Just when IQ seemed poised to really hit the big time their lead singer Peter Nichols left the band. I have never really heard the whole story behind Nichols departure (he would later return), but it had to have come as a shock to the IQ faithful at the time. The new vocalist and lyricist would be Paul Menel. His voice was somewhat similar to Nichols, and in fact may have had a better technical voice than Nichols at the time (although Nichols has improved greatly over the years). "Nomzamo" would be a slightly more commercial sounding album than the band's previous efforts, but there is still enough bona fide prog to make me happy. It is interesting to read reviews of this album by IQ fans. They seem to either really love it or completely trash it. Personally I have always really liked it and think it is one of the band's most underrated efforts. There are several really great tracks to be found here. The opener "No Love Lost" is a driving rocker that should have been a hit single. "Promises" is a cool little love song. The title track "Nomzamo" is something different with tribal rhythms from drummer Paul Cook. "Human Nature" is a bit commercial, but still a cool song. The album closer "Common Ground" is one of my all time favorite IQ tracks. The lyrics in particular are great telling the story of an old German soldier looking back at his experience in the trenches in World War One. Amid the horror it is also remembered as "Another summer's day in France. Great stuff. As mentioned previously this album gets very mixed reviews from IQ fans so your mileage will vary, but I have always enjoyed it as a very good album.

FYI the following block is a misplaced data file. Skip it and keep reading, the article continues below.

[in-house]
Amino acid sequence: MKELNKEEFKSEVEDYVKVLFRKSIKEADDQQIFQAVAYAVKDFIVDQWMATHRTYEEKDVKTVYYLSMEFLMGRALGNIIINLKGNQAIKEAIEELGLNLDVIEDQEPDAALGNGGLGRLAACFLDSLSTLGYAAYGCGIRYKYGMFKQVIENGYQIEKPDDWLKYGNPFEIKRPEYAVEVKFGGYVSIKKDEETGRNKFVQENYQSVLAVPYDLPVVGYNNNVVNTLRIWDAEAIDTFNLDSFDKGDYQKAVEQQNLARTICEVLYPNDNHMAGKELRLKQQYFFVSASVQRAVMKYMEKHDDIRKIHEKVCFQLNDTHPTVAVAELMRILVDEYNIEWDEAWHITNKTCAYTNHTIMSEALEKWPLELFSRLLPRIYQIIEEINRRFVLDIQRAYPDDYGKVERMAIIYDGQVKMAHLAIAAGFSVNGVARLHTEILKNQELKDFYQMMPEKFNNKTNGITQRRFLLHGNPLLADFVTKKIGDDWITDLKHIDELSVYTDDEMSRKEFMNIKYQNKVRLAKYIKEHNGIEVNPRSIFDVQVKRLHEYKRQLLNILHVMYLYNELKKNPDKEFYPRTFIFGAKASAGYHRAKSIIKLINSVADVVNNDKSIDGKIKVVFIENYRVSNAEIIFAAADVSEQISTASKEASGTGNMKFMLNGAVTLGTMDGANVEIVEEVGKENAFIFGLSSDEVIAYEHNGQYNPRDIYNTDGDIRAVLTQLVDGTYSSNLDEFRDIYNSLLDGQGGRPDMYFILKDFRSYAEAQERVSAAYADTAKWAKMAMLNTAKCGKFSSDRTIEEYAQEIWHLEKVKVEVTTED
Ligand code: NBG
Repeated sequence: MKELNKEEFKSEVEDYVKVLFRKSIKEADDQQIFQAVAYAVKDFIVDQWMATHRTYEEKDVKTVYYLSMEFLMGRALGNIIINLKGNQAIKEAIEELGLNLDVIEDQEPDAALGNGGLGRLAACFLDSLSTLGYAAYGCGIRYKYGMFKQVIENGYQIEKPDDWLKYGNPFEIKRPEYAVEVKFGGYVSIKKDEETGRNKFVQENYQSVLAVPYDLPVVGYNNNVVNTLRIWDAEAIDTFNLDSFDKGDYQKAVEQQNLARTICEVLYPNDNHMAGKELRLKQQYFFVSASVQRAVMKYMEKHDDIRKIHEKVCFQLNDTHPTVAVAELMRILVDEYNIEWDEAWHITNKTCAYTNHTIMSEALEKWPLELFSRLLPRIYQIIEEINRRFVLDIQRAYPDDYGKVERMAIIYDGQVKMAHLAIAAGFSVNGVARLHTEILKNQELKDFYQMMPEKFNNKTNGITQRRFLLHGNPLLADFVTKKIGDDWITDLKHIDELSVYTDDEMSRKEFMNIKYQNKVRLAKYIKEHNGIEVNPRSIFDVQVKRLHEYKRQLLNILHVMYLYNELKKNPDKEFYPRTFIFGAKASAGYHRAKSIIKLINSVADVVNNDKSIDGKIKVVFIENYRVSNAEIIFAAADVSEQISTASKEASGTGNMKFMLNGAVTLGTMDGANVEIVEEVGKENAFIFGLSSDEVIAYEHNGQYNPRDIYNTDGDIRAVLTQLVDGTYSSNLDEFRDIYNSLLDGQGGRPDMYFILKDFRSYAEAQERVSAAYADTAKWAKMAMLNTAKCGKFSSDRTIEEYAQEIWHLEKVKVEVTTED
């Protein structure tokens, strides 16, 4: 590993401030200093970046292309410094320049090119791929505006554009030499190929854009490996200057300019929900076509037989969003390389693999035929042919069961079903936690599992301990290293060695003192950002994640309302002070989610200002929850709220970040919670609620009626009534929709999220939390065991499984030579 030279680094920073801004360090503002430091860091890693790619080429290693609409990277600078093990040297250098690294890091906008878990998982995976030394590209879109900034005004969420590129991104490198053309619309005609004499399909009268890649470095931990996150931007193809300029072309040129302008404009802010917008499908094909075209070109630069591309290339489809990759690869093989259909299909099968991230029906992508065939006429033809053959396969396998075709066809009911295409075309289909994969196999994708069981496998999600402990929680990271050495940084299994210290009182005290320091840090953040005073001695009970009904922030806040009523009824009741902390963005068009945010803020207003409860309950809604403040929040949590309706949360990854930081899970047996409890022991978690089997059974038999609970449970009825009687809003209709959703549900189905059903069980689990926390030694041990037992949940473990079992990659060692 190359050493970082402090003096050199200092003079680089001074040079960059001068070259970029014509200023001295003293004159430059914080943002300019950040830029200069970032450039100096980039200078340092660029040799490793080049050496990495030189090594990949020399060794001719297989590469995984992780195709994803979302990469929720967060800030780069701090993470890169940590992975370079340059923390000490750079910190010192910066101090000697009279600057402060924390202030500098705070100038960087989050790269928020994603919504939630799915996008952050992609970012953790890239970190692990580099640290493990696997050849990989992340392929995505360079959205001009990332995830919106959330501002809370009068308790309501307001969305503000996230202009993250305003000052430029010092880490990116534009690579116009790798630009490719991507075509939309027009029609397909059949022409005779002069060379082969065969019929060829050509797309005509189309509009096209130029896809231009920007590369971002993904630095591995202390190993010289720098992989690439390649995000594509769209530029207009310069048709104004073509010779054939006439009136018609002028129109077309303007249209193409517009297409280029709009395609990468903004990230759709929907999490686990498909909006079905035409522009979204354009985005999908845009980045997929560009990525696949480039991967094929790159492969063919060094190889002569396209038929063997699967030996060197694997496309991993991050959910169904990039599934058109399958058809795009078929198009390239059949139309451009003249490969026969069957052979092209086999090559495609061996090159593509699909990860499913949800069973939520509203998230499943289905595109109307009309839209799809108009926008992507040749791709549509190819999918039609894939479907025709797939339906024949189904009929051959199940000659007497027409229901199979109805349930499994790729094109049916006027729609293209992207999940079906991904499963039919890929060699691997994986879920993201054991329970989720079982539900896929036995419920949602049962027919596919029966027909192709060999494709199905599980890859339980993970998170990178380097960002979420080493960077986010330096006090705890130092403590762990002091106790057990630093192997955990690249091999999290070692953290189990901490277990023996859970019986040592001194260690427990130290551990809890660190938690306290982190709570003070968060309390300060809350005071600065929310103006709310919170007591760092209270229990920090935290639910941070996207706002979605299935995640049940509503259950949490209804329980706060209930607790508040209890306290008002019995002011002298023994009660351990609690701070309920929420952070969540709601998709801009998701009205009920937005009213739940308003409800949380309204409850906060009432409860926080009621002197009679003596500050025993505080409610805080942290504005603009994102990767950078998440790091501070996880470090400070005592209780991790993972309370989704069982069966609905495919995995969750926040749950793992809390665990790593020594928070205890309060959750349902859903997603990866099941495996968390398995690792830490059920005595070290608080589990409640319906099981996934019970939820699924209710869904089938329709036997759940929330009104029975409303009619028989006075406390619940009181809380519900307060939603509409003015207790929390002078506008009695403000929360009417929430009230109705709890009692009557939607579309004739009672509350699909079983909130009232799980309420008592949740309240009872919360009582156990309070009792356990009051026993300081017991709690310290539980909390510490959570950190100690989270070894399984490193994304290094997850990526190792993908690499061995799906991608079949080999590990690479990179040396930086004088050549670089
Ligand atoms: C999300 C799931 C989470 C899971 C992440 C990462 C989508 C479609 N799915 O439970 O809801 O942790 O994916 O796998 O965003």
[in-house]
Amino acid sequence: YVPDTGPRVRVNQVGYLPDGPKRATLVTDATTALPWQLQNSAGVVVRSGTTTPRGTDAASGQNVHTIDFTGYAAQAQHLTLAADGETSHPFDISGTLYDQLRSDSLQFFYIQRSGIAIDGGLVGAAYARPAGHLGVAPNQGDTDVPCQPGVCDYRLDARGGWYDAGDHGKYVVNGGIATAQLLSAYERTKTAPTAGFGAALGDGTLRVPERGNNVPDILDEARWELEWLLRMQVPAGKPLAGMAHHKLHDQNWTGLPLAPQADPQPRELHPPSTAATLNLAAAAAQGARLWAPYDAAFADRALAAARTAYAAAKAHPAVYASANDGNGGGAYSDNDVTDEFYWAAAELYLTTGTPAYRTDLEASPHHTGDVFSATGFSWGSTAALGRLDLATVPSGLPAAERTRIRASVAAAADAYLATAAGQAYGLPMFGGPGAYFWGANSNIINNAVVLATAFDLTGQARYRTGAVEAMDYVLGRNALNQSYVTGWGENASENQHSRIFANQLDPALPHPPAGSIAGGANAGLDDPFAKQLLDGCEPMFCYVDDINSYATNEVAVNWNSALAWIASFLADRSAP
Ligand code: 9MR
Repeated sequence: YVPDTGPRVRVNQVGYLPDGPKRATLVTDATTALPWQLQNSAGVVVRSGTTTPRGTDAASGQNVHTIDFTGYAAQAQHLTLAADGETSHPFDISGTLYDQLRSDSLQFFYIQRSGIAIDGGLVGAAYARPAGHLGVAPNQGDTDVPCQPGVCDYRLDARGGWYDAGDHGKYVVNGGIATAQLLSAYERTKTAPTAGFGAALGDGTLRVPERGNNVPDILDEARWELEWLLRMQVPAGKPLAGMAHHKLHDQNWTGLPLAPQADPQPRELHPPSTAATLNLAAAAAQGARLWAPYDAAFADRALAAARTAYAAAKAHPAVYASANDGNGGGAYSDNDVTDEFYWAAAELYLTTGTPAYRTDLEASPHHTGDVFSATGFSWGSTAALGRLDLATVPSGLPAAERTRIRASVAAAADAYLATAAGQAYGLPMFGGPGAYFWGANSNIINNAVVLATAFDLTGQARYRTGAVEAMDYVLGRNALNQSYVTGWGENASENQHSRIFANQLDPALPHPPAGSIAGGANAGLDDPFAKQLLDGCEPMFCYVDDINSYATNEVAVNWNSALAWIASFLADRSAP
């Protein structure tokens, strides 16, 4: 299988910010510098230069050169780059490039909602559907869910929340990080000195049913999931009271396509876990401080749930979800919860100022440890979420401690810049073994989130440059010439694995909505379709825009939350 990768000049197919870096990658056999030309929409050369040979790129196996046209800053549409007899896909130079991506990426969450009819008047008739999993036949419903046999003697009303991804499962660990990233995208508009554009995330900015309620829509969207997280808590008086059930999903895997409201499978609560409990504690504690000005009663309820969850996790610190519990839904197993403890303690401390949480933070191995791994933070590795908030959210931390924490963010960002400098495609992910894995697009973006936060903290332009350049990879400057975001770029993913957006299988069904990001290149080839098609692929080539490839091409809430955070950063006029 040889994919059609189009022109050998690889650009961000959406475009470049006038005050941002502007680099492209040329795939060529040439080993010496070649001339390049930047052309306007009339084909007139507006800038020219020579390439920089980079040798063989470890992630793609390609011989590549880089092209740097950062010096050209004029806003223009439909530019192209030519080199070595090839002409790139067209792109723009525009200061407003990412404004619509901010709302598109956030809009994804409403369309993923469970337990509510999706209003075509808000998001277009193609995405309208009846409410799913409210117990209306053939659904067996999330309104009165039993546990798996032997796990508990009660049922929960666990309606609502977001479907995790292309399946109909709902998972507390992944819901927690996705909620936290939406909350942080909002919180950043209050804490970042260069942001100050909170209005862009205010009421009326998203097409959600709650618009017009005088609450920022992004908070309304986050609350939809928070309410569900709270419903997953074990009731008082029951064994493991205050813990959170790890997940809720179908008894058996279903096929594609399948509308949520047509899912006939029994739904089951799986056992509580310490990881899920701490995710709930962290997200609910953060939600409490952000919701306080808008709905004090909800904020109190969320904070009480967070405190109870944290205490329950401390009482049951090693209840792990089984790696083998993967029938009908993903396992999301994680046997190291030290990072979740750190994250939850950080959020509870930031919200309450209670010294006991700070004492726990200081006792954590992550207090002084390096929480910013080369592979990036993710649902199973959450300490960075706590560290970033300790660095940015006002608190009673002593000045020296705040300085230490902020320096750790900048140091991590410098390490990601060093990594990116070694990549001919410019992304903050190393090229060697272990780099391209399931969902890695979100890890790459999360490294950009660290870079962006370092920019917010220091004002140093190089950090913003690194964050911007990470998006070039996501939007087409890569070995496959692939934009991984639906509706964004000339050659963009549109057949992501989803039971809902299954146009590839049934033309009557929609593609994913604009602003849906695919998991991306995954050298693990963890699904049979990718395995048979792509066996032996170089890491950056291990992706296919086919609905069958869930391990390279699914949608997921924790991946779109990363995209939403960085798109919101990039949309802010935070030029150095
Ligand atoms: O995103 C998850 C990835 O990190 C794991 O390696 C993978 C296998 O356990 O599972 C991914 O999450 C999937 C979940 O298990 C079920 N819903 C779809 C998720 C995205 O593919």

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2 of 2 people found the following review helpful
5.0 out of 5 stars Nomzamo is the best examples of IO's immaculate music. October 2, 1998
By A Customer
Format:Audio CD
The album is a great example of IQ's capability to produce immaculate and monarchical music. Nomzamo and No Love Lost are inspiring and breathtaking. The lyrics of Human Nature are a masterpiece. The rythm and melody changes are stunning.
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1 of 1 people found the following review helpful
5.0 out of 5 stars THE progressive rock album of the 20th Century February 7, 2000
Format:Audio CD
IQ were always good before this, but were lacking something in the vocals department. This album, with a change of vocalist to Paul Menel, was the perfection the band had shown the potential to produce. A mixture of commercial poppy songs in 'Promises' and classic prog rock in 'Nomazamo', for example, this album has it all including a very talented vocalist.
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1 of 1 people found the following review helpful
5.0 out of 5 stars Exhilarating songwriting and complex arrangements! February 6, 1999
By A Customer
Format:Audio CD
IQ has a penchant for taking basic melodies and arranging them into complex stories. Such is the case on "Common Ground" in its lyrical description of war; kind of what one would have seen in "Private Ryan". They also display simplicity of relationships in "Passing Strangers". Very positive and uplifting music in a day and age when pop music is in a creative rut.
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4.0 out of 5 stars Not strictly progressive but... January 8, 2007
By Richi
Format:Audio CD
This album was released during the period in which IQ changed temporarily his original singer (who then reunited with the band and still remains in the group). With the entrance of the new vocalist the group acquired a more commercial oriented approach, which perhaps hadn't the favor of the most progressive fans of the band. Still, for me is a very good album with an excellent and very catchy song: "Promises"